As for my husband, overall, he supports me, but he does make sure to let me know when I have been spending too much time online (or reading). When I first started blogging, I was still in grad school, which took up a large majority of my free time. After graduation, I immediately started a professional certification process that I only recently finished (April). I know he gets upset that I cannot just sit down with him in the evenings but feel the need to have something in my hands at all times. I attribute it to the fact that I have had some form of studying that required my attention every day for six years. I am trying to get better at time management, learning to shut off the computer at a certain time each night, not spending all weekend online, and so forth. I do need to learn to step away and unplug more often, but I love to read and I love to blog. It is difficult putting aside those things that truly fill me with joy every time I do them!

Hmm…your husband and mine have a thing or two in common. Mine never says anything about the time I spend buried in a book, but sometimes he will give me a gentle reminder or two about how long I’ve been parked with my laptop.


How far ahead do you plan your reading, and what’s coming up next on your TBR stack? How do you choose what to read next?

I am a very fly-by-the-seat-of-your-pants type of person. I very rarely plan anything far in advance, and this is especially true of reading. I have my TBR piles separated into review books and everything else. I have recently started keeping a calendar of publishing dates for review copies, so that I can see my “deadline”. Depending on how close I am to that deadline, I know whether I can pull a book from my personal piles or if I need to choose one from my review pile. Thankfully, my review pile is very small, so I can read more from my personal stack.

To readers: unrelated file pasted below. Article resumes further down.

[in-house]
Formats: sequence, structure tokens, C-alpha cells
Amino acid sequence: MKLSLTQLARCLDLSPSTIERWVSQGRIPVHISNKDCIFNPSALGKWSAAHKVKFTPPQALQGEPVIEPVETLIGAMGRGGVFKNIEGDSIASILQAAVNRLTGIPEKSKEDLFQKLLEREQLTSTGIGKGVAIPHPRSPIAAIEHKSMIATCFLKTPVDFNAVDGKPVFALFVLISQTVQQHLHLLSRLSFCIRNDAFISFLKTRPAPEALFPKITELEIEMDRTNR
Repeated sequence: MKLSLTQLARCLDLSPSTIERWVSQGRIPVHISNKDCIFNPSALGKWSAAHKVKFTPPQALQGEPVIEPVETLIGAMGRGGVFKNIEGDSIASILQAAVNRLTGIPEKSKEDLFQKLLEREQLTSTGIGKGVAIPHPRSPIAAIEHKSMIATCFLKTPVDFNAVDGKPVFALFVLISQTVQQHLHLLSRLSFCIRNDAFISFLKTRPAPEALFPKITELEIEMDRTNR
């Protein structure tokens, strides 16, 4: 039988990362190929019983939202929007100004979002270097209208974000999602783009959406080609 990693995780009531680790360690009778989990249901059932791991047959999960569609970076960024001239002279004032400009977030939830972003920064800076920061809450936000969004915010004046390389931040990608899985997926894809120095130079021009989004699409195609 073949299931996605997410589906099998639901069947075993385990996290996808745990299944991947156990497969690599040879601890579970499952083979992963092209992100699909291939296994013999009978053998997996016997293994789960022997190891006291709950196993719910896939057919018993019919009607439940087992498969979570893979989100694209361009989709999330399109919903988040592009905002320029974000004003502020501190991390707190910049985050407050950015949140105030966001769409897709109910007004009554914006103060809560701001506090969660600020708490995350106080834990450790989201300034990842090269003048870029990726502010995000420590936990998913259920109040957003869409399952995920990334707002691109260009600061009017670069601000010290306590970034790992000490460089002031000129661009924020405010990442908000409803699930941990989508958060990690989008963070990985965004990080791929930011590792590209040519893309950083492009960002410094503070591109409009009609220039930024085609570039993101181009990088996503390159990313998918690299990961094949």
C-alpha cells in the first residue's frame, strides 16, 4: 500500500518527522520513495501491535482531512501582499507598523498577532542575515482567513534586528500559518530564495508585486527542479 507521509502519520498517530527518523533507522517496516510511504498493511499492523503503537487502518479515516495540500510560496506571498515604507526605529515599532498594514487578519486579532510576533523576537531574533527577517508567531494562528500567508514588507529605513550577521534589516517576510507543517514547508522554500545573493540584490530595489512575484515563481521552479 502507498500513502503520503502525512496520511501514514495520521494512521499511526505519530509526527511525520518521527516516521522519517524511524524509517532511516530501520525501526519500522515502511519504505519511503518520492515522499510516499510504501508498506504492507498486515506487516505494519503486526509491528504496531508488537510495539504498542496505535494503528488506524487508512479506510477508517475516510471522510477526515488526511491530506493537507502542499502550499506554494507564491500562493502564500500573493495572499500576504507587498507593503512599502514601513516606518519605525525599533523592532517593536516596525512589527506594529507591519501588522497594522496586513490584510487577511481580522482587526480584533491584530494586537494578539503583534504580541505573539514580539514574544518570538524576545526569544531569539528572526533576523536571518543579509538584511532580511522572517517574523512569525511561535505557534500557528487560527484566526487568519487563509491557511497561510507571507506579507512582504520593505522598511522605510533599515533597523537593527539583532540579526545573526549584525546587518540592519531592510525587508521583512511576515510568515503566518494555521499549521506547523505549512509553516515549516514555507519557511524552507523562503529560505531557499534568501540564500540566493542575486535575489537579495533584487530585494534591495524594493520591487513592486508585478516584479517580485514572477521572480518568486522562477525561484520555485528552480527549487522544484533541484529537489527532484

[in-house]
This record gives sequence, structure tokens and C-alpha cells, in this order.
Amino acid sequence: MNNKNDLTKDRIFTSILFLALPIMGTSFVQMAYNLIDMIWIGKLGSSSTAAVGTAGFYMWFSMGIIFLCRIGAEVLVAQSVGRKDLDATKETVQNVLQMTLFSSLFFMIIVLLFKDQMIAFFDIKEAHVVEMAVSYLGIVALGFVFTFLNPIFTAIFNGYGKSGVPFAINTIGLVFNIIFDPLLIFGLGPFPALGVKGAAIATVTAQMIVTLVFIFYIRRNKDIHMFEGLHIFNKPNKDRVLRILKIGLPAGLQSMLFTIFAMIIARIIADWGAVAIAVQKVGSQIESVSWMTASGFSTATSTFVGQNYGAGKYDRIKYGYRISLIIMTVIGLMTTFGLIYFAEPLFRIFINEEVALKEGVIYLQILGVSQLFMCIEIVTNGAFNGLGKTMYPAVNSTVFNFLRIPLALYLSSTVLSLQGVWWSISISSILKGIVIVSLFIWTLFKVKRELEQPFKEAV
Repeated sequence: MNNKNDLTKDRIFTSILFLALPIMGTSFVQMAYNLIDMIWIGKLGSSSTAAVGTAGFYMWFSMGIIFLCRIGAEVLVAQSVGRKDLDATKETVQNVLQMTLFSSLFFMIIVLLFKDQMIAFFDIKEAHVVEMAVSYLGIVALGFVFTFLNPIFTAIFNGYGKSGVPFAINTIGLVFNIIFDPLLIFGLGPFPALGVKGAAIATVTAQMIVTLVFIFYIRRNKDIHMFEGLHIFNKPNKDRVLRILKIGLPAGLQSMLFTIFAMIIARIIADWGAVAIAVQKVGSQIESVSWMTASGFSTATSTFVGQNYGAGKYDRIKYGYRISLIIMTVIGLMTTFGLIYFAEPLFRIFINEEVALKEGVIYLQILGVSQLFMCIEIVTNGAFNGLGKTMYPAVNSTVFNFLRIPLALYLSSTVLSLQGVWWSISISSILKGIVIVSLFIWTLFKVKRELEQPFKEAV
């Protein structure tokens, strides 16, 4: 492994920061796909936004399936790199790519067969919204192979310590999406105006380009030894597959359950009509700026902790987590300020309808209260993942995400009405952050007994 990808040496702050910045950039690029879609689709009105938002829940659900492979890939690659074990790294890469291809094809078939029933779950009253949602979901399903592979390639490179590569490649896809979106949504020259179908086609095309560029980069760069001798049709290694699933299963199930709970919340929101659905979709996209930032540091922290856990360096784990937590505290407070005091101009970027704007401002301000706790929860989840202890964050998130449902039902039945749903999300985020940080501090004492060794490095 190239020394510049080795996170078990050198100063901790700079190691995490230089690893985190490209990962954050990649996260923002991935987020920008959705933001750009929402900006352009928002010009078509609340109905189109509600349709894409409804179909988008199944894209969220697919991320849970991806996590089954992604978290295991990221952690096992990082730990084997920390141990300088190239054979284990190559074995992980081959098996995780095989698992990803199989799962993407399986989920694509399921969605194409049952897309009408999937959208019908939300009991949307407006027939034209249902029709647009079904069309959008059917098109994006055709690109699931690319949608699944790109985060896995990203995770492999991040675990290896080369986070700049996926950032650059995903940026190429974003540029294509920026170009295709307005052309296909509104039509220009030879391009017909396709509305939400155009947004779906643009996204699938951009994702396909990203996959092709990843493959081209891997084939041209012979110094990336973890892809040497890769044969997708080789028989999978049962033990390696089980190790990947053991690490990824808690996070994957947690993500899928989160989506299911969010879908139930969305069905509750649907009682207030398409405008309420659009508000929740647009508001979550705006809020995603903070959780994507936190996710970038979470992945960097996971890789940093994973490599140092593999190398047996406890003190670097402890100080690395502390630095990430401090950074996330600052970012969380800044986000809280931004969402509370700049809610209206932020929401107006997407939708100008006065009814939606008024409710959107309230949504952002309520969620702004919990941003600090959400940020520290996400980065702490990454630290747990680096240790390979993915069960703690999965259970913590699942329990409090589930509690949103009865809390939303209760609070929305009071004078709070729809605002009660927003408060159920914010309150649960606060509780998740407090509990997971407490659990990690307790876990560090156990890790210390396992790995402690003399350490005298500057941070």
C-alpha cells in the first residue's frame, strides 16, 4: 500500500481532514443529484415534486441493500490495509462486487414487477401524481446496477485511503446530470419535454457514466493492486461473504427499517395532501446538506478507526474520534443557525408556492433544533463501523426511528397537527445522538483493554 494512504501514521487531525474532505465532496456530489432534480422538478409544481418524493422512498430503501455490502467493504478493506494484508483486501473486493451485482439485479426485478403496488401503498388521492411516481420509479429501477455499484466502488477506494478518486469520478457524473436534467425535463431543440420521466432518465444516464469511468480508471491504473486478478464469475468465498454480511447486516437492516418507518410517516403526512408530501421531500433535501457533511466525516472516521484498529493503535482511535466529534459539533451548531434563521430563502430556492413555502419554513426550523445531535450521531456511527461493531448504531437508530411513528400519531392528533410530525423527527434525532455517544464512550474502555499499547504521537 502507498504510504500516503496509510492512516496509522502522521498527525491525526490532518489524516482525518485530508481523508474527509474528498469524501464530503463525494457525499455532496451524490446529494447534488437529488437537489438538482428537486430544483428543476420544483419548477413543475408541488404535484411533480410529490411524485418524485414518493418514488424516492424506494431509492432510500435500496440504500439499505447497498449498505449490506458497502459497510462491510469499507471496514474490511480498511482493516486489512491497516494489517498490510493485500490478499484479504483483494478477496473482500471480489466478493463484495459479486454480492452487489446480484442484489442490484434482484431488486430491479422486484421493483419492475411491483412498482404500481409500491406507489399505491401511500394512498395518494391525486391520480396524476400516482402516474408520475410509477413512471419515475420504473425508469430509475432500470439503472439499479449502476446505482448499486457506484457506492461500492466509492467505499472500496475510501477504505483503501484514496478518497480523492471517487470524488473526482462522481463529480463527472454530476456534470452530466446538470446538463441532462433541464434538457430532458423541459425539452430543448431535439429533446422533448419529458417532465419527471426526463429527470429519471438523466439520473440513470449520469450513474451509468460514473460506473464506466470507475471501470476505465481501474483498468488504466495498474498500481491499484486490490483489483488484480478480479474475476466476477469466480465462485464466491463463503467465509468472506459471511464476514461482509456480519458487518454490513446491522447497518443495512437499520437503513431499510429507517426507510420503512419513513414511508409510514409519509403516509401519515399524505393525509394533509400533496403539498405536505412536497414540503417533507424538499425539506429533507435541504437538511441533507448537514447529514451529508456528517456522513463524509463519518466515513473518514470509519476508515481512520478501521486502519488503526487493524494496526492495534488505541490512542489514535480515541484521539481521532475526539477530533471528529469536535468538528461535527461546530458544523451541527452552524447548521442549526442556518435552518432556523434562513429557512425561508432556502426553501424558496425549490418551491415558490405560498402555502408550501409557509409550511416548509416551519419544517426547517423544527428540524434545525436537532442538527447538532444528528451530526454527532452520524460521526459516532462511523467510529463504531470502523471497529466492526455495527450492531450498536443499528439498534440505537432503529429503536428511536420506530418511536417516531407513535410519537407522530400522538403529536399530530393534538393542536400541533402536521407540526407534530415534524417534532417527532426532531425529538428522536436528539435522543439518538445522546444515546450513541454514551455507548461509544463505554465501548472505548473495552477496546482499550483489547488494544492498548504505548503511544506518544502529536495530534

As for what I choose, that all depends on my mood at the time. I went through a huge YA kick a few months ago, where I devoured almost every single YA novel I had in my personal library. The best thing about that is that I was able to read them very quickly and was able to move quite a few from my pile. However, I soon grew tired of the teen angst and felt the need for more substantial fare. I then hit a historical fiction period, which I still am enjoying. I know that I will eventually tire of this one and will want more romantic fare, or something more in the thriller and suspense genre. It depends on what interests me at the time I am choosing and what is happening in my real life – do I have the time to concentrate on more weighty tomes or are things so busy that I need something quick and light to help me escape and relax?

In a pinch, I have gotten my kids involved and have let them choose books for me. So far, they’ve got a pretty good eye on what I want to read, and I’ve enjoyed every book they have placed at the top of my list. 

Kids with good taste in books? Very cool!

Getting back to the reason we’re here: you’re one of the people who brought Armchair BEA to life, and many book bloggers are grateful! Tell us a little about the experience. Some prompts (you don’t have to address them all unless you want to):

·         What motivated you to get involved?
·         What’s been the biggest challenge?
·         What have you most enjoyed?
·         What do you hope to take away from participating?